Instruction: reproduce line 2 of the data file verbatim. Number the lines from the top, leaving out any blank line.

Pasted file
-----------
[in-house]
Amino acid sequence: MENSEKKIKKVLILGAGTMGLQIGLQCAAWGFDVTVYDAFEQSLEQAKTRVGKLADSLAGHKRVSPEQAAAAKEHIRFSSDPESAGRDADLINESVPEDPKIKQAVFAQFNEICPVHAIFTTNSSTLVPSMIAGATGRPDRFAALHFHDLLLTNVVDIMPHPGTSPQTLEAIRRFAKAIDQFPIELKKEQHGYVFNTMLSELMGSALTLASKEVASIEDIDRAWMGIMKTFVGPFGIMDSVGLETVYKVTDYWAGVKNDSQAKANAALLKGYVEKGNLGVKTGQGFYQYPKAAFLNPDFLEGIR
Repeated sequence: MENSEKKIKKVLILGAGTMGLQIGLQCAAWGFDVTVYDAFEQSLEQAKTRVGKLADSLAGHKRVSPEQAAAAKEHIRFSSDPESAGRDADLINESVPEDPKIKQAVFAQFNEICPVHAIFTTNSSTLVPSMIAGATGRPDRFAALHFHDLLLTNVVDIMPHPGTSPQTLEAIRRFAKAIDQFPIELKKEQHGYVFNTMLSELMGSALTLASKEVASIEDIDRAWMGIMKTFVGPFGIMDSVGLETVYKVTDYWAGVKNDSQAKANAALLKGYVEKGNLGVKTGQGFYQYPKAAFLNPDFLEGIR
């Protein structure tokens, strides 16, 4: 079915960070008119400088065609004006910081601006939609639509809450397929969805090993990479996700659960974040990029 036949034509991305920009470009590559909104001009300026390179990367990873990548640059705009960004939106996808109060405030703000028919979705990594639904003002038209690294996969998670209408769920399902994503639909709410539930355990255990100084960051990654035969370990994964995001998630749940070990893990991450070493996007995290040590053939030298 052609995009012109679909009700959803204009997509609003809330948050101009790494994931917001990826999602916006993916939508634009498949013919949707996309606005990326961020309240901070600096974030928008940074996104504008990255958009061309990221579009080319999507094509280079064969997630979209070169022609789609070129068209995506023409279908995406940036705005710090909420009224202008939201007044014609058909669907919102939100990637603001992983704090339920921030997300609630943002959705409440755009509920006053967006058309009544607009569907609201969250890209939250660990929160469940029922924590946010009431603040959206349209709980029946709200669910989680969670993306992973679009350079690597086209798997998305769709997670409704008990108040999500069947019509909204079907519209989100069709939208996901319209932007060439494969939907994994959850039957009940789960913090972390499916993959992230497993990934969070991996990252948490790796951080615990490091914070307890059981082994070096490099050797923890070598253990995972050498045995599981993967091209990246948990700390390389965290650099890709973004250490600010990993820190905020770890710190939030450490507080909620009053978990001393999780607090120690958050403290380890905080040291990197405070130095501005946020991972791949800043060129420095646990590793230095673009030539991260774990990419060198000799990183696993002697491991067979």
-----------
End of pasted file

Amino acid sequence: MENSEKKIKKVLILGAGTMGLQIGLQCAAWGFDVTVYDAFEQSLEQAKTRVGKLADSLAGHKRVSPEQAAAAKEHIRFSSDPESAGRDADLINESVPEDPKIKQAVFAQFNEICPVHAIFTTNSSTLVPSMIAGATGRPDRFAALHFHDLLLTNVVDIMPHPGTSPQTLEAIRRFAKAIDQFPIELKKEQHGYVFNTMLSELMGSALTLASKEVASIEDIDRAWMGIMKTFVGPFGIMDSVGLETVYKVTDYWAGVKNDSQAKANAALLKGYVEKGNLGVKTGQGFYQYPKAAFLNPDFLEGIR